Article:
This week’s The Voice of Insurance podcast has not one but two guests, Stephen Catlin, Chairman and CEO, Convex, and Paul Brand, Deputy CEO, Convex. Colleagues for over 30 years, Stephen and Paul head one of the largest and best-placed new businesses in the market. In this chat, we hear them speak at length about the company’s journey, where they are investing capital and how to build a dynamic workplace during a pandemic.
Convex has been described as a “first of its kind” carrier that is doing things differently, taking full advantage of innovative technology and outsourced services. Baggage-free in terms of technology, process, and liability, Convex was in the enviable position of starting with a clean slate and headed by a team of people with years of experience.
In this episode, we hear how Stephen and Paul are building a global specialty insurer and reinsurer, concentrating on complex, high-value risk and offering a differentiated service proposition team to clients and brokers.
Interviewer Mark Geoghegan asks how technology and digital innovation fit into the company’s strategy. Both Stephen and Paul describe how Convex is a digitally enabled insurer that strengthens its underwriting process by using technology, AI, and big data to achieve a more accurate view of risk while helping underwriters improve risk selection.
Paul describes how Convex has a business called Digital Underwriting that engages with distribution to largely look at automatic underwriting across the insurance value chain.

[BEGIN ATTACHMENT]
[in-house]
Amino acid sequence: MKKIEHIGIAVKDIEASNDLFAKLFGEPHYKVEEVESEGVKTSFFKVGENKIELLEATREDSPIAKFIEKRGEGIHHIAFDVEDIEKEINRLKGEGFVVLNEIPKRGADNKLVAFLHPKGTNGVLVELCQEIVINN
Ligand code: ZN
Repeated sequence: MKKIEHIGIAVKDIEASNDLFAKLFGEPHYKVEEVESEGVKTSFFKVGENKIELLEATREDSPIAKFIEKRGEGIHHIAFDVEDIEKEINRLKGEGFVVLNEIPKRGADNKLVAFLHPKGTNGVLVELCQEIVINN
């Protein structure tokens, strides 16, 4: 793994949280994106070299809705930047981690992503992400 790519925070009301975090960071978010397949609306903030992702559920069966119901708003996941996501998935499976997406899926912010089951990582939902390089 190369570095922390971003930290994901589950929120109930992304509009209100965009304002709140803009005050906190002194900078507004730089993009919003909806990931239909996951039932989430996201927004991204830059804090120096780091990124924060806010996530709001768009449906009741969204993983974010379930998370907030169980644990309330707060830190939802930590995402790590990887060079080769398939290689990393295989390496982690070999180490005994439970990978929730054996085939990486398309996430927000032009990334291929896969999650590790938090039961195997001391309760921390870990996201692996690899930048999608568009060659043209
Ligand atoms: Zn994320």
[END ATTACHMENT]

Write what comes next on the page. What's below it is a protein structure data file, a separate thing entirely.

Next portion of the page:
When asked about algorithmic underwriting, Stephen and Paul are clear that digital underwriting is here to stay.
However, Stephen points out that human involvement in the underwriting decision process will always be required, “I can’t see how you’ll ever going to replace human intervention with algorithms in that circumstance.”
When asked how Convex combines digital underwriting in its decision making process, Stephen says, “our alpha, if you like, is actually where human intervention is required but at the same time taking benefit of technological advancement and better use of data and data capture.”
As the conversation turns to data capture and whether the market is doing a good enough job in capturing the right data, Paul comments that in the future, individuals will be supported by a lot more data and technology, but as things get more complex, the human element will be vital. Commenting specifically on data usage, Paul says:
Speaking about the future of data capture, Stephen says “the question to ask ourselves as you look forward 10 years is where do you need human intervention, where will you always need human intervention and when does human intervention become superfluous, costly and less effective so that the capture of data will increasingly need less and less human intervention.”
We highly recommend you listen to this insightful podcast.
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